There's a new trend in technology that is dangerous and possibly ruining some lives. The term for it is "Swatting". It is when a caller makes a call, usually through the internet like on Skype or a VOIP phone, and says that there's an intruder in the home. In actuality it's just a hoax. The calls are untraceable and the police must respond. So far swatters have hit a few celebrities and over the weekend the swatters got a computer security expert named Brian Krebs from Cnet. When he opened his door he was met by a swat team all pointing guns at him. Krebs smartly allowed the police to handcuff and take him away before being released later that day after it was found to be a hoax.
A new product developed using micro funding site Kickstarter has come out with a new smart watch and beating Apple and Samsung to the punch. The watch is called the Pebble and it costs $150. It will work with either your iPhone or Android device as a Bluetooth connection back to your smart phone. You can read your texts, tweets and emails.
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A man convicted of illegally gaining access to AT&T's servers and stealing more than 100,000 email addresses of iPad users has been sentenced to more than three years in prison. Former Arkansas resident Andrew Auernheimer was convicted in November of identity theft and conspiracy to gain unauthorized access to computers. Auernheimer's attorney had sought probation. Auernheimer castigated the government for an unfair prosecution before a federal judge in Newark, New Jersey, pronounced his 41-month sentence Monday.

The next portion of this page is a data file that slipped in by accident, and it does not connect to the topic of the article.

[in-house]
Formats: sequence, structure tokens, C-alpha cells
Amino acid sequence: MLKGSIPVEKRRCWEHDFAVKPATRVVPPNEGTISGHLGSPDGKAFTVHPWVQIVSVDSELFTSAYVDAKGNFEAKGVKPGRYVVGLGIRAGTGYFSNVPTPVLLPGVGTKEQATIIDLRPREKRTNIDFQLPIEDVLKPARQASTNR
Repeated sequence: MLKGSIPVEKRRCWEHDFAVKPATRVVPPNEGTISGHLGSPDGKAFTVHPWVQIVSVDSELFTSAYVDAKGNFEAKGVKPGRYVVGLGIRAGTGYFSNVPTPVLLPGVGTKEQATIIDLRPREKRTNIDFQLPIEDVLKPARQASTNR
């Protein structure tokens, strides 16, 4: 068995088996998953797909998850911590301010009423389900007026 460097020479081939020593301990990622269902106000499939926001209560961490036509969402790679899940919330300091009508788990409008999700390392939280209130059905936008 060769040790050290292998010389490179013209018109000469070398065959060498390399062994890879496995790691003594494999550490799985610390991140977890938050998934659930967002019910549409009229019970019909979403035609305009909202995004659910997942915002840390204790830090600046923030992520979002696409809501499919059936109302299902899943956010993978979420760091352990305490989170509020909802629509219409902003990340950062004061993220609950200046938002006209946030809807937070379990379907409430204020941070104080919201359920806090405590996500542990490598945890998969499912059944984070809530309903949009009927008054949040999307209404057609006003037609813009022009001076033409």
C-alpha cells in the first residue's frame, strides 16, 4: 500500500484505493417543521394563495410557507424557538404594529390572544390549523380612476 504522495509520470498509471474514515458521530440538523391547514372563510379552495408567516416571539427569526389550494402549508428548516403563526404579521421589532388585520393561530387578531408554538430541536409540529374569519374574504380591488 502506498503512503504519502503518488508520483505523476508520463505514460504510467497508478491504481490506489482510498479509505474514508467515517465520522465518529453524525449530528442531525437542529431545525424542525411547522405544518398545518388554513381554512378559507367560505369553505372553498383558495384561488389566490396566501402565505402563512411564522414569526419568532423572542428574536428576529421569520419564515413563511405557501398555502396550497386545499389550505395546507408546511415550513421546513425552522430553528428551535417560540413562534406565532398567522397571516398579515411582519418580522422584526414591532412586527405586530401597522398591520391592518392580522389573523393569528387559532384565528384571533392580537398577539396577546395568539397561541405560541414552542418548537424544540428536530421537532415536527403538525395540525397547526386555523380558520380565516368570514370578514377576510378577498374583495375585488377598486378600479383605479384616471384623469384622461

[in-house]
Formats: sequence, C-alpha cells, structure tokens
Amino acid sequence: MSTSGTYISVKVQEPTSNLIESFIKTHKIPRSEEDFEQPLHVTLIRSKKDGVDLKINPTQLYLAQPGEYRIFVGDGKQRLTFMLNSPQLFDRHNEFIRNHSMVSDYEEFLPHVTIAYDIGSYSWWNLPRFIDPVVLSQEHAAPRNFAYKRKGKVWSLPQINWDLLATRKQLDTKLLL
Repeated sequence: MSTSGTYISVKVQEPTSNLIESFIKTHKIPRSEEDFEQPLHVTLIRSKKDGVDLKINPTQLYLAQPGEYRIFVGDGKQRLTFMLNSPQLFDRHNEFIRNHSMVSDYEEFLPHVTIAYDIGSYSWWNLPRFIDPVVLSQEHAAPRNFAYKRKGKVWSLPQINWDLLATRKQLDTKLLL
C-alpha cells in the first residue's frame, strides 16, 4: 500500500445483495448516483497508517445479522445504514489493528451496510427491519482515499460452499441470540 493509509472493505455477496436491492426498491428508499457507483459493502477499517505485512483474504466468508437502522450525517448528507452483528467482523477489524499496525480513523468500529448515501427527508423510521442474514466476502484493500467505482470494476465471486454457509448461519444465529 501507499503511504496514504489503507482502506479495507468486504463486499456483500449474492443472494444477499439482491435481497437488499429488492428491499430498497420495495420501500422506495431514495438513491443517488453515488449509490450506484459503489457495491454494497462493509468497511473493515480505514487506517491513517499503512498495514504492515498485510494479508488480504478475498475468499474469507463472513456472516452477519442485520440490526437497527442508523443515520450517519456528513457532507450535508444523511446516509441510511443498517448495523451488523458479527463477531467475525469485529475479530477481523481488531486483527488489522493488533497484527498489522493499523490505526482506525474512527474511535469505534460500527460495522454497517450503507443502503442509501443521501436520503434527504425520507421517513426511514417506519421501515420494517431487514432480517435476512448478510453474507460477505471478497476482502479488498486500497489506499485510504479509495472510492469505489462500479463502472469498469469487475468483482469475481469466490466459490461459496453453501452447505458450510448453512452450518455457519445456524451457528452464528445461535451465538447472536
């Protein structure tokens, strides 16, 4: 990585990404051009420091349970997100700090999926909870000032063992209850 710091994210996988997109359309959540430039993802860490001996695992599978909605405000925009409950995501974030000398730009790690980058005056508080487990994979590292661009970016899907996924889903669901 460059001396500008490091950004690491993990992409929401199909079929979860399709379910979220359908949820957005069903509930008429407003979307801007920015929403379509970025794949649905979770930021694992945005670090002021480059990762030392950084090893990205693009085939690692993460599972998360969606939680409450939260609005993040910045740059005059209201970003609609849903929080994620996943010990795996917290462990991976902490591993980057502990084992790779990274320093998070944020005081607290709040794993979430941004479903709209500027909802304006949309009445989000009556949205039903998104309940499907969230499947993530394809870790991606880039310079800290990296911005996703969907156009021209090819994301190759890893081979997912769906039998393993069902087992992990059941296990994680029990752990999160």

Verizon is among the firms pondering some new approaches. In an interview with the Wall Street Journal, Terry Denson, Verizon's chief programming negotiator, said the company was considering a model whereby Verizon would pay to carry TV channels based on how many people watched those channels rather than overall subscriber numbers. At this point, cable firms pay content owners to carry their channels based on the number of homes in which those channels are available on a monthly basis. That fee is paid whether or not most subscribers actually watch the channels available on their cable lineup. Paying for channels based on viewership would allow Verizon to offer a larger number of smaller and independent channels. But those channels would only get paid based on how many people tuned in. For the channel to secure a "unique view," someone would have to watch for at least five minutes. A Verizon spokesman confirmed the Journal's report, saying the idea is "a concept at this point." While the idea might appeal to up-and-coming channels that want to be featured on major cable lineups, it might be difficult to get major content providers to agree. Ultimately, the deal could end up "hurting revenue for some companies but improving others," the Journal noted. ESPN, for example, gets $5.04 per month per household from Verizon under its current deal, while USA gets $0.68 - even though both channels get about 1 million viewers tuning in on any given day.
Earlier this month, Electronic Arts announced that it would be providing those affected by the SimCity server issues a free video game of their choice based on a short list of games that the publisher would release later on. Today, EA has listed the games that SimCity owners can grab for free, but choose wisely, since you can only pick one.